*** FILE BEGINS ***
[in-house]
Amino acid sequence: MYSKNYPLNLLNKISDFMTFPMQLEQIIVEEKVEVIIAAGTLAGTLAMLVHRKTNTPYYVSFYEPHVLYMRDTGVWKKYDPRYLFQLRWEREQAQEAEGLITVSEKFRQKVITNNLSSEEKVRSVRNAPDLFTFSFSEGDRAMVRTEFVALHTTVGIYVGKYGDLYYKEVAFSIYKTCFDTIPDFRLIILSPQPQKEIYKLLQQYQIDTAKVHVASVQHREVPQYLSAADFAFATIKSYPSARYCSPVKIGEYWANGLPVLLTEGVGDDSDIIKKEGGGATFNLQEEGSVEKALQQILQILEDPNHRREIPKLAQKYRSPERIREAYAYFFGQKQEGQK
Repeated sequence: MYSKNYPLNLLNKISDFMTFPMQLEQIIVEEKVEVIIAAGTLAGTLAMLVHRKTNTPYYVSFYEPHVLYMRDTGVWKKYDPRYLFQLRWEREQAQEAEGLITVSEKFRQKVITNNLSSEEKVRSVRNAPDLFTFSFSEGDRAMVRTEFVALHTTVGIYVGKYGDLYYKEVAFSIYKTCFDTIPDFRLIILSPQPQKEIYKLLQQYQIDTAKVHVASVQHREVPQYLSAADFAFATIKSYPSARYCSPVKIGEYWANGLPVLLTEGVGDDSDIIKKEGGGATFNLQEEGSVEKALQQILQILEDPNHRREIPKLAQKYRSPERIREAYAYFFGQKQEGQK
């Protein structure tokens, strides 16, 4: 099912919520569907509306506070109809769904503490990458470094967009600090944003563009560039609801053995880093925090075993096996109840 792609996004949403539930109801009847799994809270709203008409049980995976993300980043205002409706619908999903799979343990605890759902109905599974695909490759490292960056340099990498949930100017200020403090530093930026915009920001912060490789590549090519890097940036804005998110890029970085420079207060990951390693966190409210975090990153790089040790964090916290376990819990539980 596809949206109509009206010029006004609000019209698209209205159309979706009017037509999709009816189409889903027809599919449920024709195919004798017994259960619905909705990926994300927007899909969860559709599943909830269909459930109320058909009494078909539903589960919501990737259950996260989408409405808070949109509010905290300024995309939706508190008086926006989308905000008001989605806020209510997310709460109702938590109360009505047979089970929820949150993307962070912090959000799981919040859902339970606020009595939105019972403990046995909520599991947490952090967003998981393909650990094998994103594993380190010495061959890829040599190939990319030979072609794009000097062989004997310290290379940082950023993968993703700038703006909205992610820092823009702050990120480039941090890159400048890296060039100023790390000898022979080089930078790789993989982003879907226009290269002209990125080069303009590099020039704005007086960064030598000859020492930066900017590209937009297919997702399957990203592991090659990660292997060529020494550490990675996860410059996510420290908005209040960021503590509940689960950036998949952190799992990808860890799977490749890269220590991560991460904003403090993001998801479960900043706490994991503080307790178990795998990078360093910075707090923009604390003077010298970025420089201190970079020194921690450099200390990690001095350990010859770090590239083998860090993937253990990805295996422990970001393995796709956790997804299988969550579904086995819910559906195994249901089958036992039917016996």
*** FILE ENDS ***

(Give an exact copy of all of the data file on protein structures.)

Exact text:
[in-house]
Amino acid sequence: MYSKNYPLNLLNKISDFMTFPMQLEQIIVEEKVEVIIAAGTLAGTLAMLVHRKTNTPYYVSFYEPHVLYMRDTGVWKKYDPRYLFQLRWEREQAQEAEGLITVSEKFRQKVITNNLSSEEKVRSVRNAPDLFTFSFSEGDRAMVRTEFVALHTTVGIYVGKYGDLYYKEVAFSIYKTCFDTIPDFRLIILSPQPQKEIYKLLQQYQIDTAKVHVASVQHREVPQYLSAADFAFATIKSYPSARYCSPVKIGEYWANGLPVLLTEGVGDDSDIIKKEGGGATFNLQEEGSVEKALQQILQILEDPNHRREIPKLAQKYRSPERIREAYAYFFGQKQEGQK
Repeated sequence: MYSKNYPLNLLNKISDFMTFPMQLEQIIVEEKVEVIIAAGTLAGTLAMLVHRKTNTPYYVSFYEPHVLYMRDTGVWKKYDPRYLFQLRWEREQAQEAEGLITVSEKFRQKVITNNLSSEEKVRSVRNAPDLFTFSFSEGDRAMVRTEFVALHTTVGIYVGKYGDLYYKEVAFSIYKTCFDTIPDFRLIILSPQPQKEIYKLLQQYQIDTAKVHVASVQHREVPQYLSAADFAFATIKSYPSARYCSPVKIGEYWANGLPVLLTEGVGDDSDIIKKEGGGATFNLQEEGSVEKALQQILQILEDPNHRREIPKLAQKYRSPERIREAYAYFFGQKQEGQK
């Protein structure tokens, strides 16, 4: 099912919520569907509306506070109809769904503490990458470094967009600090944003563009560039609801053995880093925090075993096996109840 792609996004949403539930109801009847799994809270709203008409049980995976993300980043205002409706619908999903799979343990605890759902109905599974695909490759490292960056340099990498949930100017200020403090530093930026915009920001912060490789590549090519890097940036804005998110890029970085420079207060990951390693966190409210975090990153790089040790964090916290376990819990539980 596809949206109509009206010029006004609000019209698209209205159309979706009017037509999709009816189409889903027809599919449920024709195919004798017994259960619905909705990926994300927007899909969860559709599943909830269909459930109320058909009494078909539903589960919501990737259950996260989408409405808070949109509010905290300024995309939706508190008086926006989308905000008001989605806020209510997310709460109702938590109360009505047979089970929820949150993307962070912090959000799981919040859902339970606020009595939105019972403990046995909520599991947490952090967003998981393909650990094998994103594993380190010495061959890829040599190939990319030979072609794009000097062989004997310290290379940082950023993968993703700038703006909205992610820092823009702050990120480039941090890159400048890296060039100023790390000898022979080089930078790789993989982003879907226009290269002209990125080069303009590099020039704005007086960064030598000859020492930066900017590209937009297919997702399957990203592991090659990660292997060529020494550490990675996860410059996510420290908005209040960021503590509940689960950036998949952190799992990808860890799977490749890269220590991560991460904003403090993001998801479960900043706490994991503080307790178990795998990078360093910075707090923009604390003077010298970025420089201190970079020194921690450099200390990690001095350990010859770090590239083998860090993937253990990805295996422990970001393995796709956790997804299988969550579904086995819910559906195994249901089958036992039917016996």